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Heavy Cream Reduction

post #1 of 20
Thread Starter 
I’m would appreciate some advise on how to make a heavy cream reduction.
My understanding is, simmer the heavy cream then boil to reduce. The two problem areas I’m concerned with are scalding the cream and breaking the reduction?. How do I avoid these problem areas and am I correctly beginning the reduction process? My initial application will be Alfredo sauce

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post #2 of 20
When making alfedo at home (I made it with dinner this evening about once a week) I reduce the cream right in with my noodles. And adjust by under cooking my pre-cooked pasta. It really doesn't take much reducing for a couple serving. Then turn down my heat and add my cheese, salt and pepper, toss abit and turn off the heat, let it sit for a minute before serving.

But when I'd make a large batch of pasta alfedo I do reduce my cream seperately. It's just a matter of boiling it long enough for evaporation to happen. Reducing is often done in frying pans (in professional kitchens) to speed up the process. By having a larger surface area for the evaporation you can reduce your liquid quicker. But any liquid can be reduced in a pot too, like you do your spagetti sauce, you boil your cream down the same way...

Your not going to scald the cream unless you have an extemely high heat or too thin of a pan. Just a regular high flame in a decent pan or pot will work fine. As far as breaking a reduction, hum I can't think of how you can. Adding lemon won't do it.....Maybe someone else knows how you would?

But what I'm trying to say is relax and don't worry. Have you done this and had a problem???
"Bakers are born, not made. We are exacting people who delight in submitting ourselves to rules and formulas if it means achieving repeatable perfection", Rose Levy Beranbaum
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"Bakers are born, not made. We are exacting people who delight in submitting ourselves to rules and formulas if it means achieving repeatable perfection", Rose Levy Beranbaum
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post #3 of 20
For Alfredo I reduce shallots in white wine then add the cream and let it reduce then add parm .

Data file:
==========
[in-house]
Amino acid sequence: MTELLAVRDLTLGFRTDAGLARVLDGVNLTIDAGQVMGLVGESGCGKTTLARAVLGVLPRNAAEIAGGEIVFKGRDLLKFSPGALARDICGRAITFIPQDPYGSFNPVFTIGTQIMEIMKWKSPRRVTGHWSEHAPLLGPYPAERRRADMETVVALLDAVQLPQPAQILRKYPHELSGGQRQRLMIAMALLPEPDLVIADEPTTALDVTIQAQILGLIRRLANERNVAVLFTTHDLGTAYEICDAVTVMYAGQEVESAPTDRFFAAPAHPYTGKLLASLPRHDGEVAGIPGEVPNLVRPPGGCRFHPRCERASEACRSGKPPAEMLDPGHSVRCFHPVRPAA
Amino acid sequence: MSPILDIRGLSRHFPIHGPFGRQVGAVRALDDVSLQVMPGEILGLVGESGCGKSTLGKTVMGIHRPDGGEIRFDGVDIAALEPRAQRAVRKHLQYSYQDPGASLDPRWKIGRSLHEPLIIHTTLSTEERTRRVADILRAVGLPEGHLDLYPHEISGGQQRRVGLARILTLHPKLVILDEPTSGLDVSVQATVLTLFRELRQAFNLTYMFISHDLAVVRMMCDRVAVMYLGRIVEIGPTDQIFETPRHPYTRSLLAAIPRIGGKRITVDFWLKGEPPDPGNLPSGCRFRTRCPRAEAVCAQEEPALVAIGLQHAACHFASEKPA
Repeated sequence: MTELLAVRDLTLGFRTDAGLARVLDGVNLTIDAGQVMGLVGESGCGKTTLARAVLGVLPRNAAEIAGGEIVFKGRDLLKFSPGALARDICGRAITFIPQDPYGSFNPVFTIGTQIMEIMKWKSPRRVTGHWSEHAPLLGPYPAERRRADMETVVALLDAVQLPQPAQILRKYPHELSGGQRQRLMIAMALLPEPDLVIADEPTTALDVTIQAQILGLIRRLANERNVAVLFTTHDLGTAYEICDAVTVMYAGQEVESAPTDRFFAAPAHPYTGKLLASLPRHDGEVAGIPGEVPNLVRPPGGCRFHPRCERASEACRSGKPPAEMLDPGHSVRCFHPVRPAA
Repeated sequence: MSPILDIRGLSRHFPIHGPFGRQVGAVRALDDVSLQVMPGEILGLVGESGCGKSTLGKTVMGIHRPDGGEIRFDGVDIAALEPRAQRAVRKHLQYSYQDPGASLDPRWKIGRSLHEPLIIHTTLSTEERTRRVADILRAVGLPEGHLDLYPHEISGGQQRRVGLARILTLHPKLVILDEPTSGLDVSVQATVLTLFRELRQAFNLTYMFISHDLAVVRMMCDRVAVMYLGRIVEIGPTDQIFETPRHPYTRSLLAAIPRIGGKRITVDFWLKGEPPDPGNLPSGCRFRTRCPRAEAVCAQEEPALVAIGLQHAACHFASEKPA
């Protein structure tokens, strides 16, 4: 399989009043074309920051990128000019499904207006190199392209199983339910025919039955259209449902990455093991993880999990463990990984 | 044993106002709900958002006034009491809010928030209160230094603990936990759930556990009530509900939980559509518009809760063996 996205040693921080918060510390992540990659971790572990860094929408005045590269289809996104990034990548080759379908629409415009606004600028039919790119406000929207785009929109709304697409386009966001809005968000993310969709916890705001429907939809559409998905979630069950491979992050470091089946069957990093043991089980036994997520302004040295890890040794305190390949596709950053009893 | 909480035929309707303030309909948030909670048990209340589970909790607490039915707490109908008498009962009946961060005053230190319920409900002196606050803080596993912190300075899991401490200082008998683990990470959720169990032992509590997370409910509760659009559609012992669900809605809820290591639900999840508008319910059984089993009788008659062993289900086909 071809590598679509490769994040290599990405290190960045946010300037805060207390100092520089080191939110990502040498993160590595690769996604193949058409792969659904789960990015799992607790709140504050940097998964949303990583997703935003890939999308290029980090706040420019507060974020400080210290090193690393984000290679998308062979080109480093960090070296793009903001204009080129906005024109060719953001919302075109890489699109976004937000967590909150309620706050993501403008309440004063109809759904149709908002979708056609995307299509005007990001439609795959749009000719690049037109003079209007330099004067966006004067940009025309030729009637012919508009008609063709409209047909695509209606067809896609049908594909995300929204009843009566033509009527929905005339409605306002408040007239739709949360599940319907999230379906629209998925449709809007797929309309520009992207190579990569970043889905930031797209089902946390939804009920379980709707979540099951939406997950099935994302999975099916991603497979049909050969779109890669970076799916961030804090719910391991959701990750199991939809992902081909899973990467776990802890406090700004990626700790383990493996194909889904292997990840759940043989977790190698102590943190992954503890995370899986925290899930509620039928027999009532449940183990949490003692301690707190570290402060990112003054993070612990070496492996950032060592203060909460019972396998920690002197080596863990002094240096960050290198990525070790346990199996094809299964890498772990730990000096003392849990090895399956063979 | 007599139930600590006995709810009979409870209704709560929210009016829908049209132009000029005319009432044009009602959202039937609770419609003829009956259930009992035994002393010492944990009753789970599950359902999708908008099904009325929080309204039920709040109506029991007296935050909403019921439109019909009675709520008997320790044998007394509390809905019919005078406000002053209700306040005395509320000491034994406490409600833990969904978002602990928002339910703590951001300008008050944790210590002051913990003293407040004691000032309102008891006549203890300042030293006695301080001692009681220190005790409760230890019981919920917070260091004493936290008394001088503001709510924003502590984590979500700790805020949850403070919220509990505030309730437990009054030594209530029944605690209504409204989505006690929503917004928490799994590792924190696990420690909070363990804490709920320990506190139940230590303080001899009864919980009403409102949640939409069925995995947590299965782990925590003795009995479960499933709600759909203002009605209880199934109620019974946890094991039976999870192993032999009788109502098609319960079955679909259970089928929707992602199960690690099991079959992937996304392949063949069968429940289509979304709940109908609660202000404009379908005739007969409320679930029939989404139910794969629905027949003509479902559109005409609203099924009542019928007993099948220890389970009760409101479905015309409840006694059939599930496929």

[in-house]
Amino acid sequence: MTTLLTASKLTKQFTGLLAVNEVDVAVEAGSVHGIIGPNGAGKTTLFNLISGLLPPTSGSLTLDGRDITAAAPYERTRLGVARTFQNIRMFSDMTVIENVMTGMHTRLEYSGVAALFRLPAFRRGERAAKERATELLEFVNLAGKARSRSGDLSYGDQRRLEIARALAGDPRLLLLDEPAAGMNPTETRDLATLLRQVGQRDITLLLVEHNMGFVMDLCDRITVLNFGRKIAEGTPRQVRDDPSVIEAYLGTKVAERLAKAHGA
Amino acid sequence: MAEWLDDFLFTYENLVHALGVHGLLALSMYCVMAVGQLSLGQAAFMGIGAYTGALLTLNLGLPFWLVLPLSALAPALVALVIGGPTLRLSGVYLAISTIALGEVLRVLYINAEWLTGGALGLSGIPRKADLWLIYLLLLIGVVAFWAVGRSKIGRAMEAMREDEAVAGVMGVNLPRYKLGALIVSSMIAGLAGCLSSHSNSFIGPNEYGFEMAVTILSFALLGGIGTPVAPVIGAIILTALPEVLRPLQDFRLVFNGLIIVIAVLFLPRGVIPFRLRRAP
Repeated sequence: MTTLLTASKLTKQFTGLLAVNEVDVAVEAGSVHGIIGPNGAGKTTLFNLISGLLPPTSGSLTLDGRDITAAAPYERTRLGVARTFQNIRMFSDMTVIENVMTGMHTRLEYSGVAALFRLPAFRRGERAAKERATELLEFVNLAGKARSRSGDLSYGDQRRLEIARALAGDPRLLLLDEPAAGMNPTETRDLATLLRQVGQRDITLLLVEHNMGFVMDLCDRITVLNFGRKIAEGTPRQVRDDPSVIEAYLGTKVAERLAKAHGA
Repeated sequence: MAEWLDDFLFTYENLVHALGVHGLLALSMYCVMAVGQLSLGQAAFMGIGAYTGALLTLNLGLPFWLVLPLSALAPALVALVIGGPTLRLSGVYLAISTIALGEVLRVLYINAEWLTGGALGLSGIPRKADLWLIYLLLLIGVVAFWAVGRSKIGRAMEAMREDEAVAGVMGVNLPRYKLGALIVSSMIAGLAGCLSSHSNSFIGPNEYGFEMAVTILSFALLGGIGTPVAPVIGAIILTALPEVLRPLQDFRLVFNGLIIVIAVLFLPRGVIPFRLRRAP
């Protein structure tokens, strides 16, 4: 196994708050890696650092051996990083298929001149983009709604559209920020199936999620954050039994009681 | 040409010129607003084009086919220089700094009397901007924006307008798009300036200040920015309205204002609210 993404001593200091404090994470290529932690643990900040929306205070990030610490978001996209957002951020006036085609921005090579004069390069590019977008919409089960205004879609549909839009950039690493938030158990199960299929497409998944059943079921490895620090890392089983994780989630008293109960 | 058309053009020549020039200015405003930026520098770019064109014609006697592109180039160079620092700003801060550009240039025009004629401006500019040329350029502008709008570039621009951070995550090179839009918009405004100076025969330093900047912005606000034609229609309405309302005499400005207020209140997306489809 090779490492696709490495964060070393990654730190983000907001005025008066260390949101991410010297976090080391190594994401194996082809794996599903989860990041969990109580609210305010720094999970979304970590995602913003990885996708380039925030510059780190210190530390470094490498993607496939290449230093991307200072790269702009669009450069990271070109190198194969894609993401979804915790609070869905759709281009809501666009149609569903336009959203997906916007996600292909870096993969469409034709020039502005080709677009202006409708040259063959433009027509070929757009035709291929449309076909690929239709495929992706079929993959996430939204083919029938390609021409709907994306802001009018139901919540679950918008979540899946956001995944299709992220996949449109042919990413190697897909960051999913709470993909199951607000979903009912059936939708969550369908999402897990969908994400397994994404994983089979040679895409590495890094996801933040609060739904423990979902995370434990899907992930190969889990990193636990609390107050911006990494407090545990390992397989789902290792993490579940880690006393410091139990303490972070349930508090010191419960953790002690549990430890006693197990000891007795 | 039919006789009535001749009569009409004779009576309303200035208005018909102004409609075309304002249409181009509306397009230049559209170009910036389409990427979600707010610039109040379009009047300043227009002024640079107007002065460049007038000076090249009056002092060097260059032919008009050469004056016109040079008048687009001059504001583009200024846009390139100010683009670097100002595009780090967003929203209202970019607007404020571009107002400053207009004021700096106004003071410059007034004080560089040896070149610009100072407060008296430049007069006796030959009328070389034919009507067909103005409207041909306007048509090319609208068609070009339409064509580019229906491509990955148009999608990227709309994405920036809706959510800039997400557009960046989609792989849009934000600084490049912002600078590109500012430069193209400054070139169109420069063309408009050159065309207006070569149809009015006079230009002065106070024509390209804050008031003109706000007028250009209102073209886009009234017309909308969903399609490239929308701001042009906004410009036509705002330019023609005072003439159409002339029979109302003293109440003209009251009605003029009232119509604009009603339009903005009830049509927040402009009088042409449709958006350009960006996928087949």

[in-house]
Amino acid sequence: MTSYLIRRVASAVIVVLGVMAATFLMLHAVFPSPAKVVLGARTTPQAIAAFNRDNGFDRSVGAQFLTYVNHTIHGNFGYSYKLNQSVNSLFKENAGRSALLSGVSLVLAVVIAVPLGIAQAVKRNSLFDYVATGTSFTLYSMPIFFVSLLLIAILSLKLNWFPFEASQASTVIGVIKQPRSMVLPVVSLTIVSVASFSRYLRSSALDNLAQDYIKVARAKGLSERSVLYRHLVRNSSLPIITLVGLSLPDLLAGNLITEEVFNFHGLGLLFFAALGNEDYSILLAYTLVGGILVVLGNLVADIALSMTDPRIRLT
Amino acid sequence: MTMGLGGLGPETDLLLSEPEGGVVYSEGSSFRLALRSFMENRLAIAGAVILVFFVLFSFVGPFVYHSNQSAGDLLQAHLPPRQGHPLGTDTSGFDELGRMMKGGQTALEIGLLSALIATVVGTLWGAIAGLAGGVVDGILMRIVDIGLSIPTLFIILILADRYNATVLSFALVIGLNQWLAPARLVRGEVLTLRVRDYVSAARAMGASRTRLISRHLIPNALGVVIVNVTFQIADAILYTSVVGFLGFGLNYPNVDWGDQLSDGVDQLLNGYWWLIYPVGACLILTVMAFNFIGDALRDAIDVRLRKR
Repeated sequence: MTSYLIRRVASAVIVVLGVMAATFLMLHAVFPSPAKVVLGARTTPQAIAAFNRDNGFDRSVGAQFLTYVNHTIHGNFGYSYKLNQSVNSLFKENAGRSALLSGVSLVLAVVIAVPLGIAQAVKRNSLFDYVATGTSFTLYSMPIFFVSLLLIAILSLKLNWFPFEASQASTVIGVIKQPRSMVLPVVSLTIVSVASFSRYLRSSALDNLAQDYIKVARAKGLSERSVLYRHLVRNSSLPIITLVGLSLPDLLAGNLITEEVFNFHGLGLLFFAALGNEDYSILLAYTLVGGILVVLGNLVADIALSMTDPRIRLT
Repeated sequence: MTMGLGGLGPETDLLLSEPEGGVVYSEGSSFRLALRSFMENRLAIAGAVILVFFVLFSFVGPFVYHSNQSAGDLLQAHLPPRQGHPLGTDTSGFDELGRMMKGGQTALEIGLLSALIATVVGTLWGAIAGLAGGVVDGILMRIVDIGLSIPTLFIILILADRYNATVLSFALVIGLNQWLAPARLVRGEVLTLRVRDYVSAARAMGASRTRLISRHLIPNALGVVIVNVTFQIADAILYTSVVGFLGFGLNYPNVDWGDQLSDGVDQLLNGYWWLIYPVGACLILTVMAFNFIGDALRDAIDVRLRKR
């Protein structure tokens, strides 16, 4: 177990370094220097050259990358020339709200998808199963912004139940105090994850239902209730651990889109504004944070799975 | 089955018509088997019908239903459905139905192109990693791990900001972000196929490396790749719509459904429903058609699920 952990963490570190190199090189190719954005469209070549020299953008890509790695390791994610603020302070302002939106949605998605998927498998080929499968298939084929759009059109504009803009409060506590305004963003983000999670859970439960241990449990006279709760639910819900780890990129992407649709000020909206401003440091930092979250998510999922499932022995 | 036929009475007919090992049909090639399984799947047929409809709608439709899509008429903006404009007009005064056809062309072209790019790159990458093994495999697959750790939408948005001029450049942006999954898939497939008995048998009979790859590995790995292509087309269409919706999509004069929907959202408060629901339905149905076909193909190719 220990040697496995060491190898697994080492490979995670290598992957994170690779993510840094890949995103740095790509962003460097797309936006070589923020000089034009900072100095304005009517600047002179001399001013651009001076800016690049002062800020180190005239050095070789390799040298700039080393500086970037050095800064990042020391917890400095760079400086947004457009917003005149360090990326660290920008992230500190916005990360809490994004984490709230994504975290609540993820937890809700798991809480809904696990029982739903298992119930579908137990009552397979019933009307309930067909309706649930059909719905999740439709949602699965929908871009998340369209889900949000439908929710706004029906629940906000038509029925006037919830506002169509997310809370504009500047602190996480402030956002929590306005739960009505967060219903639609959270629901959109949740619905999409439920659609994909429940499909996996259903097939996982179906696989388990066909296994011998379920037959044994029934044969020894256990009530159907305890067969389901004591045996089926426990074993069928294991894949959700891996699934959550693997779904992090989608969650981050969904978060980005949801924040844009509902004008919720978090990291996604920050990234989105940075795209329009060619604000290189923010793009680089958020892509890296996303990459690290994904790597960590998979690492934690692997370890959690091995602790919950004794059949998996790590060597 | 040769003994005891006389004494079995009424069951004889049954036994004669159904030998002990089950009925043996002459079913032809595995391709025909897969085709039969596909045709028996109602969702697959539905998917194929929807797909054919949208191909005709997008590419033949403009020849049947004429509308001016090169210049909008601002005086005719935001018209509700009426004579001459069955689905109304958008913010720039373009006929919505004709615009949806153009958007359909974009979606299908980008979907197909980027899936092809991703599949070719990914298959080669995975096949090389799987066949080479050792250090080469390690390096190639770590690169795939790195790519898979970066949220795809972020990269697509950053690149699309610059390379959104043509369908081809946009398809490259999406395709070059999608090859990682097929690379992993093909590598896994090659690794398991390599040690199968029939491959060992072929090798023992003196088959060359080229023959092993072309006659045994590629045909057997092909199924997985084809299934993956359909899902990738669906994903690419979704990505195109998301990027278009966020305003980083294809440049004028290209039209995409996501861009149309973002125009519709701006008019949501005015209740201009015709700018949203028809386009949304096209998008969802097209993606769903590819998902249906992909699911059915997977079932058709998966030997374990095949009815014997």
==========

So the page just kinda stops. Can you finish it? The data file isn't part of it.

To get to nape I watch the bubbles ... they will start to take longer to pop as the sauce becomes more viscous.

If you are doing a large batch make sure and use a tall sauce pan to keep the cream from boiling over. I have used sauté pans for this when making single order pan reductions, but you have to watch the heat closely to keep the sauce in the pan and off the stove.

The emulsification of heavy cream is HARD to break. There is a large enough amount of fat that it is almost "bullet proof".

One of my favorite chicken dishes uses a modification of this sauce ..

1) Sauté chix breast till 1/2 done, reserve
2) add shallot
3) deglaze with white wine, reduce to au sec
4) add sliced mushrooms, any type of shroom (can be precooked)
5) add heavy cream
6) add chicken base (can use stock if base not available)
7) when cream comes up to a strong simmer, add breast to finish cooking.
8) reduce to nape
9) finish with salt and white pepper.

If I am using chicken stock (instead of base) and uncooked mush, I will cook the mush in the chicken stock as it reduces then add the cream.
post #4 of 20

Freezing cream sauces

I made a beautiful lemon/cream sauce at work one day, and froze a container of it to use for chicken. When I took the sauce out of the freezer and thawed it, I noticed that it was not as pretty. It had taken on a gray tone and the flavor of the onions in the recipe had taken over. Any advice? Thank you in advance.